Southwest Utah Wine Industry Ripe for Expansion

This week the Five County Association of Governments, working in partnership with the Utah State University Extension Agriculture Program, hosted a field tour of vineyards and wineries concentrated in Washington County. The winemaking industry holds tremendous potential for job creation, economic diversification, agritourism, and is a possible avenue for lucrative agriculture evolution in rural areas. This gathering was coordinated in the effort to foster greater regional collaboration and to promote creative solutions to any barriers the industry is having towards growth. Five County AOG is thrilled to assist and support the expansion of this vibrant industry cluster within the region.

Due to moderate high-desert temperatures, areas throughout Southwest Utah and Washington County are well suited for grape growing. Winter weather stops short of bitter freezing cold and summer temperatures rarely reach the 110’s. This is important since grapes for winemaking need the cool evening periods to develop proper acidity which improves flavor. Elevation across the area also falls between the 2500′-5000′ prime vineyard threshold. Grapes are more water efficient to grow and have a higher yield per acre than traditionally widely cultivated crops in Utah, such as alfalfa. Soils throughout the region are also rich in volcanic basalt, which aids in drainage and leads to a distinct “terroir”, or flavor unique to the environment. These factors combine to make Washington County a prime area for winemaking that rivals competitors across the West Coast.

Many are unaware of the rich winemaking history here in Southwest Utah. Throughout the late 1800’s, the pioneers ran widespread operations which produced thousands of gallons of wine. Grape cultivation was a lucrative cash crop for these settlers that when turned into wine, could be used as church tithing and sold to California or other markets on the West Coast. Several local vineyards thrived throughout this period, such as the Naegle Winery in Toquerville, now a carefully preserved historic site, and a large operation ran by Swiss settlers in Santa Clara. New Mormon stances outlawing the consumption of alcohol and the gradual decline in product quality culminated to usher in the industry’s plunge to near nonexistence around 1892. Even so, vines with roots traced back to the pioneer days can still be found standing today across Washington County.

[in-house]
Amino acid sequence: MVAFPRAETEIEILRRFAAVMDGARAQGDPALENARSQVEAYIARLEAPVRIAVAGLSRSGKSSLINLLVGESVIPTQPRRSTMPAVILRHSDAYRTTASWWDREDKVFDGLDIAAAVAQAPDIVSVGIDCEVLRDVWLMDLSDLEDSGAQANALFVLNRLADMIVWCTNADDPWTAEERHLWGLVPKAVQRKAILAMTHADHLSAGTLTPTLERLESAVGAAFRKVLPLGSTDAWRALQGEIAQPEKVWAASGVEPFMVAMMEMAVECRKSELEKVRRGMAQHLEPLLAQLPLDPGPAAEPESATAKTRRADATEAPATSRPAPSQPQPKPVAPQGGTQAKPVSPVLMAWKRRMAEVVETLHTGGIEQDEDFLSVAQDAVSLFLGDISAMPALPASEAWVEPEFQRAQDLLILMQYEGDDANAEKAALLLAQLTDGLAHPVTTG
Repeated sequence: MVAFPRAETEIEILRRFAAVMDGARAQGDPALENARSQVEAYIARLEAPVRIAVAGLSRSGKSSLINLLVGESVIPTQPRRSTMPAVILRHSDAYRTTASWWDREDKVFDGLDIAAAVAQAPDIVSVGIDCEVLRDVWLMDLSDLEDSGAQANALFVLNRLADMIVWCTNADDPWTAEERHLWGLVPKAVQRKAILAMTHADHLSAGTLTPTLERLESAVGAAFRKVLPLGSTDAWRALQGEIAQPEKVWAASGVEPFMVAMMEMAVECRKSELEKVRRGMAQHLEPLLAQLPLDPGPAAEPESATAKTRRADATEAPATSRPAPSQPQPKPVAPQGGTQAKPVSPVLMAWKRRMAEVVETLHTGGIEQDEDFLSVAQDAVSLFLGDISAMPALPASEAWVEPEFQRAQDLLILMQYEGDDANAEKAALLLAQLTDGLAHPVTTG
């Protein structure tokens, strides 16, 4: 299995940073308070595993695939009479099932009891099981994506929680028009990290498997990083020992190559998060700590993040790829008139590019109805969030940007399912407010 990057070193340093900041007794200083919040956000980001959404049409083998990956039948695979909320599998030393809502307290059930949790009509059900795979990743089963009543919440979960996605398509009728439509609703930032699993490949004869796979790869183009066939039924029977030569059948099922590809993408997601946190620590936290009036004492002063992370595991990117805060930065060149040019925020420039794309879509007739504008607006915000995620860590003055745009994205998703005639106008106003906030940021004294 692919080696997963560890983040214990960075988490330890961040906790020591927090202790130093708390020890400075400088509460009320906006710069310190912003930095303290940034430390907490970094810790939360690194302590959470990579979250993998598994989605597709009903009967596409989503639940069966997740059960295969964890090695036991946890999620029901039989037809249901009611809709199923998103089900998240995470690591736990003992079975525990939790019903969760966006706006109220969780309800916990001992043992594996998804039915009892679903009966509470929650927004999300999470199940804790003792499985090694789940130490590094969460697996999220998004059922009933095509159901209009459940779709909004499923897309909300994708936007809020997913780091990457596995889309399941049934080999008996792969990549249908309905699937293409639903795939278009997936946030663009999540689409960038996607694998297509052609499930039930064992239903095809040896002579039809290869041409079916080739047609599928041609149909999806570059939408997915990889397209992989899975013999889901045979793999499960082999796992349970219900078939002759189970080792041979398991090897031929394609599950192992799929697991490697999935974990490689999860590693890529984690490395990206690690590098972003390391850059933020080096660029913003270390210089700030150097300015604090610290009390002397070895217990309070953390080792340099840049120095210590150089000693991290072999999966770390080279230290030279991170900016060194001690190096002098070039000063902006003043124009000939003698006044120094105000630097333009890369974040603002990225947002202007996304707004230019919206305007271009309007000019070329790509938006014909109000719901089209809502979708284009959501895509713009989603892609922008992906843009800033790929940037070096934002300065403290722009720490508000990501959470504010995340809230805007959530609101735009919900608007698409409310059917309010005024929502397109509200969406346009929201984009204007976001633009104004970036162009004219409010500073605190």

A talented group of winemakers in Washington County have revived this rich history and stand today as a shining example for homegrown entrepreneurship. Throughout the day we experienced impressive operations from the Water Canyon Resort and Winery located against the backdrop of the red cliffs in Hildale, to Zion Vineyards in Leeds. The group enjoyed lunch and productive conversation at Chanela Vineyards nestled against Pine Valley Mountain with the day culminating at Bold and Delaney Winery in scenic Dammeron Valley. Our route followed the Utah Wine Trail, which has been organized by the group as an opportunity to increase agritourism in the region and widen their visibility. These winemakers have also organized and participated in the Utah Wine Festival, an annual statewide competition and celebration of the craft.

The success of these operations is in no way due to government intervention, but by hard work and perseverance. These winemakers have made tremendous headway and are preparing to expand their enterprises across the board. It is our goal to find creative solutions to the myriad of expansion barriers identified by growers and vintners in the region. The industry is experiencing a widespread labor shortage, as well as a lack of educational and technical training resources. There also continues to be difficulty in acquiring water rights or aligning prime locations for vineyard operations with existing water resources. The progress made by these talented vintners is a testament to the growing demand for local products as well as the resiliency of the winemaking industry in Southwest Utah. FCAOG is determined to partner with the diverse group of organizations represented at this gathering to find region-wide solutions and aid this burgeoning sectors continued expansion.

Thank you to the Utah State University Extension, Utah Department of Agriculture and Food, Utah Farm Bureau, Washington County, Dixie Conservation District, Washington City Economic Development, and the vintners of Southwest Utah for organizing and attending!